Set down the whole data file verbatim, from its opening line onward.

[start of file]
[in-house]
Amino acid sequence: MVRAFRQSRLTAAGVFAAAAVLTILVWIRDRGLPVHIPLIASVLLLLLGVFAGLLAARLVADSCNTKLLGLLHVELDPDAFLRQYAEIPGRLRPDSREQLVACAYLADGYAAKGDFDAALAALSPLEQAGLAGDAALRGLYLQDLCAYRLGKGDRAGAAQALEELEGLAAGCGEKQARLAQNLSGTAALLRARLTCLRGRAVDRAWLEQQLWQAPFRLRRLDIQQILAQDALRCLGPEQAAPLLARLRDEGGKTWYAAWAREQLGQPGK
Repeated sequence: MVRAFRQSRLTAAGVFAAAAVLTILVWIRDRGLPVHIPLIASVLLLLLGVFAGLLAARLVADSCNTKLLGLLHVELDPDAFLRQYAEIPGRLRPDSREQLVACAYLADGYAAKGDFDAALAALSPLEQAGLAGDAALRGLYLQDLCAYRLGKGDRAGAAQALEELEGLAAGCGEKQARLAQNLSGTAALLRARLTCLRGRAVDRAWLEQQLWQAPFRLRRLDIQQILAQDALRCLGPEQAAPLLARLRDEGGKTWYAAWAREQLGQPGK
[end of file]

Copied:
[in-house]
Amino acid sequence: MVRAFRQSRLTAAGVFAAAAVLTILVWIRDRGLPVHIPLIASVLLLLLGVFAGLLAARLVADSCNTKLLGLLHVELDPDAFLRQYAEIPGRLRPDSREQLVACAYLADGYAAKGDFDAALAALSPLEQAGLAGDAALRGLYLQDLCAYRLGKGDRAGAAQALEELEGLAAGCGEKQARLAQNLSGTAALLRARLTCLRGRAVDRAWLEQQLWQAPFRLRRLDIQQILAQDALRCLGPEQAAPLLARLRDEGGKTWYAAWAREQLGQPGK
Repeated sequence: MVRAFRQSRLTAAGVFAAAAVLTILVWIRDRGLPVHIPLIASVLLLLLGVFAGLLAARLVADSCNTKLLGLLHVELDPDAFLRQYAEIPGRLRPDSREQLVACAYLADGYAAKGDFDAALAALSPLEQAGLAGDAALRGLYLQDLCAYRLGKGDRAGAAQALEELEGLAAGCGEKQARLAQNLSGTAALLRARLTCLRGRAVDRAWLEQQLWQAPFRLRRLDIQQILAQDALRCLGPEQAAPLLARLRDEGGKTWYAAWAREQLGQPGK